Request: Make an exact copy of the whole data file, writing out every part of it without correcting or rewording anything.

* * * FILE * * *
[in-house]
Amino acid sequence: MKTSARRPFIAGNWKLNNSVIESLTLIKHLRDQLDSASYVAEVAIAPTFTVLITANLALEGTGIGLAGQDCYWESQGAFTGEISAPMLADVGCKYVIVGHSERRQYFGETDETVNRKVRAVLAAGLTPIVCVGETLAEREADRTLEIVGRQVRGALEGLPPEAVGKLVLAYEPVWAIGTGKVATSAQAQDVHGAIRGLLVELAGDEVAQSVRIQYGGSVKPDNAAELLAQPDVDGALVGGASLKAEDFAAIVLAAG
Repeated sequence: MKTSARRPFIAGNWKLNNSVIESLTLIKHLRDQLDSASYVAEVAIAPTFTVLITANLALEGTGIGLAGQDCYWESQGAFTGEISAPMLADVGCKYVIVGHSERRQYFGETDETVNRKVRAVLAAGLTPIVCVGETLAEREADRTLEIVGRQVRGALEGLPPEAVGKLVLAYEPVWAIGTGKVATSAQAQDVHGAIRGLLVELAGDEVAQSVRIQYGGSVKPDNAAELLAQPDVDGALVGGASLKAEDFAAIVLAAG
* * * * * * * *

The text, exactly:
[in-house]
Amino acid sequence: MKTSARRPFIAGNWKLNNSVIESLTLIKHLRDQLDSASYVAEVAIAPTFTVLITANLALEGTGIGLAGQDCYWESQGAFTGEISAPMLADVGCKYVIVGHSERRQYFGETDETVNRKVRAVLAAGLTPIVCVGETLAEREADRTLEIVGRQVRGALEGLPPEAVGKLVLAYEPVWAIGTGKVATSAQAQDVHGAIRGLLVELAGDEVAQSVRIQYGGSVKPDNAAELLAQPDVDGALVGGASLKAEDFAAIVLAAG
Repeated sequence: MKTSARRPFIAGNWKLNNSVIESLTLIKHLRDQLDSASYVAEVAIAPTFTVLITANLALEGTGIGLAGQDCYWESQGAFTGEISAPMLADVGCKYVIVGHSERRQYFGETDETVNRKVRAVLAAGLTPIVCVGETLAEREADRTLEIVGRQVRGALEGLPPEAVGKLVLAYEPVWAIGTGKVATSAQAQDVHGAIRGLLVELAGDEVAQSVRIQYGGSVKPDNAAELLAQPDVDGALVGGASLKAEDFAAIVLAAG